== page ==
As in Sieverding V, this case is brought against the Department of Justice and the two suits clearly "share a common nucleus of facts." Moreover, in Sieverding V the Sieverdings litigated their claim to a final judgment on the merits. See Sieverding V, 693 F. Supp. 2d at 111 n. 17 ("The Sieverdings are advised that this is the final decision of the Court. Hence, they may appeal it."); see also Order, 10-5149 (D.C. Cir. Oct. 20, 2010) (granting summary affirmance). Finally, the amended complaint here is based on the same series of events as the prior cases filed by the Sieverdings, and involves many of the same types of claims. For example, Sieverding once again complains about various Privacy Act violations based on information about her First Amendment activities purportedly kept in the Prisoner Tracking System ("PTS"), see Am. Compl. ¶¶ 46-54; Sieverding V, 693 F. Supp. 2d at 105 (discussing same claims). These same claims based on records she already received from the PTS are barred. Sieverding also continues to make other claims related to her arrests and incarcerations, which occurred between 2005 and 2007. These would also appear to be barred. See Walker v. Seidman, 471 F. Supp. 2d 106, 114 n. 12 (D.D.C. 2007) ("[C]courts may dismiss sua sponte when they are on notice that a claim had been previously decided because of the policy interest in avoiding unnecessary judicial waste.")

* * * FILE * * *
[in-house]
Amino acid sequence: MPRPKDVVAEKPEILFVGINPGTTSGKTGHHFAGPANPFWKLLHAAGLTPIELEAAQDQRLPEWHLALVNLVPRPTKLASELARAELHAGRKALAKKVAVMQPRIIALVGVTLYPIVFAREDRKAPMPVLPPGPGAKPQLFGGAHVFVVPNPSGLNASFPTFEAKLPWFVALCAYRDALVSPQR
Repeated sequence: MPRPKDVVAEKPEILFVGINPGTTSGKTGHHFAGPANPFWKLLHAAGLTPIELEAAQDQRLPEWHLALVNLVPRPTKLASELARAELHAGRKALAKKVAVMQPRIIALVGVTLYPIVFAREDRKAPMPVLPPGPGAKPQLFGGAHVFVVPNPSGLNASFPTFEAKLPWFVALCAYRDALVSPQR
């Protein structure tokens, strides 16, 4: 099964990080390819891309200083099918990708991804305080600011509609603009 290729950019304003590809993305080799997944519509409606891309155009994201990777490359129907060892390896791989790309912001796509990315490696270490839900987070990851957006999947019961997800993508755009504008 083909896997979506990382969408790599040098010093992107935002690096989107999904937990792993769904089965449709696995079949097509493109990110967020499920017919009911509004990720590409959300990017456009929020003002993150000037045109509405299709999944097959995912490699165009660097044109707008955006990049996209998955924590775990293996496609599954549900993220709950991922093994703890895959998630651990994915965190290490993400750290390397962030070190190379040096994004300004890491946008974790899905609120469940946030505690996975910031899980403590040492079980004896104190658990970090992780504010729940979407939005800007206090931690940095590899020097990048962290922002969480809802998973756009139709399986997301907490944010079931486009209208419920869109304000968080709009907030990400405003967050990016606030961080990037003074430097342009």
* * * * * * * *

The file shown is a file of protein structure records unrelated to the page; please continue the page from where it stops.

(citing Arizona v. California, 530 U.S. 392, 412 (2000)).

However, Sieverding's claims insofar as they involve documents and information that she received after the resolution of Sieverding V would not be barred. Her current complaint and filings refer to documents she obtained in December 2010 -- after final judgment was entered in Sieverding V and, indeed, after October 2010, when the D.C. Circuit summarily affirmed the judgment. These records appear to have come from the Joint Automated Booking System (JABS).*fn3 Sieverding attaches to her complaint a document from JABS that lists "12/6/2010" in the lower right-hand corner, which suggests that Sieverding did receive some documents in December 2010. A letter from the United States Marshals Service ("USMS"), however, raises a question as to whether additional documents could have even been produced. See Ex. AA to Pl.'s Mot., ECF No. 20, Letter from USMS (Mar. 24, 2011) ("By letter dated July 16, 2007, the USMS released all records in our possession . . . [w]e have no additional records regarding you."). Based on the uncertainty in the record, the Court would be reluctant to bar Sieverding's claims regarding JABS or other December 2010 documents she received on res judicata grounds. Ultimately, however, Sieverding's assorted claims of Privacy Act violations are still unavailing, for the reasons explained below.